Artist vs. Studio: Margie Livingston

Margie Livingston, Study for Spiral Block #2, 2010 | Acrylic, 5.75 x 6 x 6 inches. Photo: Richard Nichol.

Overlooking Seattle’s industrial, corporate SoDo neighborhood, Margie Livingston’s long, spacious studio rests in a building of independent, office-like workspaces. A canopy of overhanging grid sculptures and an adjacent geometric bookshelf at the studio’s entrance reference Livingston’s grid-based paintings of several years prior. Her most recent three-dimensional Paint Objects appear with greatest frequency at the opposite end of the room. Moving through her space, from entrance to window, Livingston's studio offers an unconsciously structured progression of her approach to painting, beginning with the most theoretical objects and ending with the most physical. —Erin Langner, Seattle contributor

Margie Livingston. TOP: Studio shot, Photo: Erin Langner. BOTTOM: Structure (night and day). 2005 | Oil on canvas. 66 x 90 inches. Courtesy the artist.

A strong sense of stability pervades both Livingston’s work and studio. Earning her MFA from the University of Washington in 1999, she began working in her current building in 2001. The sculptures and bookshelves at the studio entrance evoke the intertwining grids characteristic of the earlier abstract, earth-toned paintings for which the artist is best known. In 2009, Livingston’s work broke away from the traditional painting structure, congealing off the wall into vivid, sculptural reconfigurations: acrylic paint coiled, layered, piled and knotted into vivid, highly constructed forms.

Although the Paint Objects that now dominate Livingston’s practice physically diverge from her earlier work, their dramatic shifts in color and form disguise a softer conceptual transition: the imagery abstracted into grids in the earlier work returns to an object state. The grid paintings reference natural light cycles and environments, while the new works employ forms of utilitarian objects that only exist in a processed, industrialized world: planks, particle boards, wooden blocks, plastics.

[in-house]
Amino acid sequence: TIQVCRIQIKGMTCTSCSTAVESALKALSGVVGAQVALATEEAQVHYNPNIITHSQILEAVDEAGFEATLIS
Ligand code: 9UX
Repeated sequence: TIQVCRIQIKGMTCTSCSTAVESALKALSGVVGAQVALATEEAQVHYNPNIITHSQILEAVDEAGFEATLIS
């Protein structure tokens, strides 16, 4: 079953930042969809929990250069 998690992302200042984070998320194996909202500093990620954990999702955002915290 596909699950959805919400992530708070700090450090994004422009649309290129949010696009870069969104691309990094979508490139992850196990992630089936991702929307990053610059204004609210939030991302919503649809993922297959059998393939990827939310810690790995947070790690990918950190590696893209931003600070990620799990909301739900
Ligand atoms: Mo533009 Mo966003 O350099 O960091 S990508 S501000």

Margie Livingston, Eight Knotted Strips in a Pile. 2010 | Acrylic. 17 x 20 x 20 inches as shown (dimensions variable). Photo: Richard Nichol.

Livingston’s studio mirrors the direction of her practice through the presence of drills, saws and other power tools throughout the otherwise traditional painter’s studio. The process of creating and storing the Paint Objects is physical and gritty. Offering a stark contrast to the classic atelier image of the painter-at-work, Livingston’s most recent project focused on the pedestal for displaying her Paint strip in group show The Three-Dimensional Line at the Kirkland Arts Center.

A massive drying rack originally made for her large paintings occupies a large portion of the studio, now the ideal location for the large Plank works that require multiple people to move due to their weight and scale. Watching Livingston wrestle with, and maneuver, a 5 x 10-foot drawer of the rack for a moment reveals the physical depth of her intimacy with paint and her willingness to solidify the new places the medium takes her.

Artist vs. Studio investigates the relationship between artists’ studios and the works created within them. Erin Langner is a writer based in Seattle and is Adult Public Programs Coordinator at the Seattle Art Museum (SAM).

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